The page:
The Blue Pipe Rail

My initial thought was how awful that must’ve been for everyone involved–including everyone who saw her plummeting to her death and anyone who may have found her body. Then I thought about how lost, hopeless, and depressed she must’ve felt to go to such extremes. My heart sank into my gut as I wondered who was missing her that very moment; if she had kids; if her family and friends missed her; and how they’d react when they found out. I wondered if she regretted it the moment her feet left the blue, pipe railing. Then  I turned inward.

Two days prior to this incident, I thought about jumping from that same bridge. And that wasn’t the first time I thought about it. It’s crossed my mind at least a dozen times. I know that pain. I’ve had those thoughts–but my car hasn’t stopped there–and my feet haven’t touched that bridge. I can’t say I know why. Has God been watching over me? Maybe. Have the prayers of strangers and loved ones been protecting me? Maybe. But what about that woman? Who was watching her? Who was protecting her? How was she able to put one foot in front of the other for the last time?

I won’t lie–part of me thought she was brave. Part of me was jealous. Part of me wished I could take her place. Then I looked further inward.

I don’t know anything about that woman: her life, her struggles, her mind, her heart, her soul. I don’t know what led her to jump; if that was the first time she thought of it; or if she’d been contemplating it for a long time. I don’t know if she was mentally ill, deeply depressed, strung out on drugs, or just battling some demons. I don’t know if she had anyone in her life who cared about her, knew of her struggles, or tried to help. The only thing I knew was I could relate–and that made me feel horrible. To think anyone could think or feel the way I have makes me sad.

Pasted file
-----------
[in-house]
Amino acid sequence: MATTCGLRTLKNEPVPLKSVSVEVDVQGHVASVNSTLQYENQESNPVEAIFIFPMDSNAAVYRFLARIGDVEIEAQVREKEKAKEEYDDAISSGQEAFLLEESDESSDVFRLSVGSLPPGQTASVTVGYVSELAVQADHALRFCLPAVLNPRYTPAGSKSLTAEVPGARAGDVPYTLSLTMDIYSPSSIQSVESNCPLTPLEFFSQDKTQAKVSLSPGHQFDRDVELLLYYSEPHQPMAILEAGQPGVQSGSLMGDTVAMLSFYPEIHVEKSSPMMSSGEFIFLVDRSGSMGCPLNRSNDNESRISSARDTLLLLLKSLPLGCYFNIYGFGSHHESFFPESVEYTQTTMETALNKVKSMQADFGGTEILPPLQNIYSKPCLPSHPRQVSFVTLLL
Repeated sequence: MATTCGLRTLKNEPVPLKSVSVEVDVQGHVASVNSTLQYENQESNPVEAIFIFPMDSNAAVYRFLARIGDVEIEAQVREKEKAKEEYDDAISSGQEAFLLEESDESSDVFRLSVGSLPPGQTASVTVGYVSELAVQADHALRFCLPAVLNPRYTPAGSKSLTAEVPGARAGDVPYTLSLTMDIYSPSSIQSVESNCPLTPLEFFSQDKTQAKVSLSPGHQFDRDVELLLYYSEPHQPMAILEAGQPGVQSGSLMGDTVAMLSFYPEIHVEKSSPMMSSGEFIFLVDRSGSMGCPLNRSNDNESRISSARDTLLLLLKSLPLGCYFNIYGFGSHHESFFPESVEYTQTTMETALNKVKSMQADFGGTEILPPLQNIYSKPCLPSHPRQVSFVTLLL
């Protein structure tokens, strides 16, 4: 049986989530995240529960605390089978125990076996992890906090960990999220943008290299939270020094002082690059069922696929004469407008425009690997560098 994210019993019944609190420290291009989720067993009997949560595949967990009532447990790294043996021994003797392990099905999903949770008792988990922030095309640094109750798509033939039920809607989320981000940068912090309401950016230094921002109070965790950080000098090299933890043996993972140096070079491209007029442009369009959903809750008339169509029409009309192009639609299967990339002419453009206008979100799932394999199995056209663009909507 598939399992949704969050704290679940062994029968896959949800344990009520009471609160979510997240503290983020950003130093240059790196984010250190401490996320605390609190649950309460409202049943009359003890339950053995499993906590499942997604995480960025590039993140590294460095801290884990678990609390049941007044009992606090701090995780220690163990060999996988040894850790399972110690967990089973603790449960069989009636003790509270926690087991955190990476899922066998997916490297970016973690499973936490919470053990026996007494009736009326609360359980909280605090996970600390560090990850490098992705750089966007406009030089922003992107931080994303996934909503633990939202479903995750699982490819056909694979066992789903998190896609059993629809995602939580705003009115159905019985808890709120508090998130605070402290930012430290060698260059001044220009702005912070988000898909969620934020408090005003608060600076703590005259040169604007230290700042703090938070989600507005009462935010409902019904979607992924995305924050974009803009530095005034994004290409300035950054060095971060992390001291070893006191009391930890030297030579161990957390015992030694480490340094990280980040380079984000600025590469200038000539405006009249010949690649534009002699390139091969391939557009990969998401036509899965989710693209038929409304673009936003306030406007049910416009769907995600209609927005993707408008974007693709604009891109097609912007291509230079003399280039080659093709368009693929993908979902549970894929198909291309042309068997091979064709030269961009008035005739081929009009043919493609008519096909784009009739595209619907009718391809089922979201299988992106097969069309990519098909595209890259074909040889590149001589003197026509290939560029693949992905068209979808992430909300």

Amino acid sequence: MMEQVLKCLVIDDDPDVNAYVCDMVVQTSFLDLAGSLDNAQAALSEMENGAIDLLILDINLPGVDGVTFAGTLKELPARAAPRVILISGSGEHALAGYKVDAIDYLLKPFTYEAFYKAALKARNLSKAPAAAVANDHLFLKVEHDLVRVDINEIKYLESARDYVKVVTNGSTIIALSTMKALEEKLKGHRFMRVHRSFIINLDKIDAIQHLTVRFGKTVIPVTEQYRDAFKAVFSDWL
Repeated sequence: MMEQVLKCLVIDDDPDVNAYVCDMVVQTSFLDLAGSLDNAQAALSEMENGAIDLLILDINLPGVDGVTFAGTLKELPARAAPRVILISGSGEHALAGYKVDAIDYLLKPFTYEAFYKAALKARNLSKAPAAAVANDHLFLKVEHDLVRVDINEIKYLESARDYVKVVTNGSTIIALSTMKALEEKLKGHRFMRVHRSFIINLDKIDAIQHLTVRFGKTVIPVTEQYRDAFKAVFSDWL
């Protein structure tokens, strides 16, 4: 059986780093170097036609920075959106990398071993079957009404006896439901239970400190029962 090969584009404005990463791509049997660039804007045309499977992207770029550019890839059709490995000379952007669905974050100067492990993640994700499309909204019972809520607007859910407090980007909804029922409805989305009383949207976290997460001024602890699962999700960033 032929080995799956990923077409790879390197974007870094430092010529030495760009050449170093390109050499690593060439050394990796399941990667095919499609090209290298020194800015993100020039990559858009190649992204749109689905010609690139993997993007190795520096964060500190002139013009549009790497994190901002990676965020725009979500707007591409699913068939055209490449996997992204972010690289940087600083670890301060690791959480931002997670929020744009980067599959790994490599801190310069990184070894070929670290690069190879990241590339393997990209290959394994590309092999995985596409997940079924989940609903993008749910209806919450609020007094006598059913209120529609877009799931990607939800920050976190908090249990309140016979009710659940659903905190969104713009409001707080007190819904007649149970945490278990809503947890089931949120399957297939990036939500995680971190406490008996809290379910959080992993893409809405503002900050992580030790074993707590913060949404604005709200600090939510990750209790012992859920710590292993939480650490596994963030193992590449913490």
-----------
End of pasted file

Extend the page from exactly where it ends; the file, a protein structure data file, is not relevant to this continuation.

Going further inward, I began to think of people who’ve been in my life and how it may affect them. I can’t say I know for sure but I know it’d kill my mom, and I couldn’t do that to her. I know some others would be devastated, and I wouldn’t want to hurt them, either.

Even as I type this (or as you read it) you may not have ever known any of this about me–even if you know me or are acquainted with me in some capacity. You may not  know my sufferings–just like I don’t know what that woman went through or what you may go/ have gone through in your life. But I admit and understand that pain and I feel for all who can relate. I pray God protects others the way He has me. I pray God uses the prayers of strangers to intercede on the behalf of the lost, hopeless, and depressed. I pray we all become aware of the sufferings of each other and it affects us in some way.

Mother Teresa said “Let us not live distracted lives. Let us know ourselves so that we can better understand our brothers and sisters. If we want to understand those with whom we live, we need to understand ourselves first of all.                                                                     Sometimes we see how joy returns to the lives of the most destitute when they realize that many among us are concerned about them and show them our love. Even their health improves if they are sick. After all, was it not Christ who said “Every time you did to the least of my brethren, you did it to me?” You are not to be indifferent to the suffering of others, but it is meant to deeply affect you.”

As I sit in my chair, fully aware of my feelings, I am overcome with gratitude for the few who know my struggles and show genuine care and concern. They are the reason I am able to type this. Thank you for the joy you bring. I love you.

May God help us all to be mindful of the sufferings of others, sensitive to it, and deeply affected by it. May God help us love each other the way He loves us. May we all be reasons no one else takes that jump.



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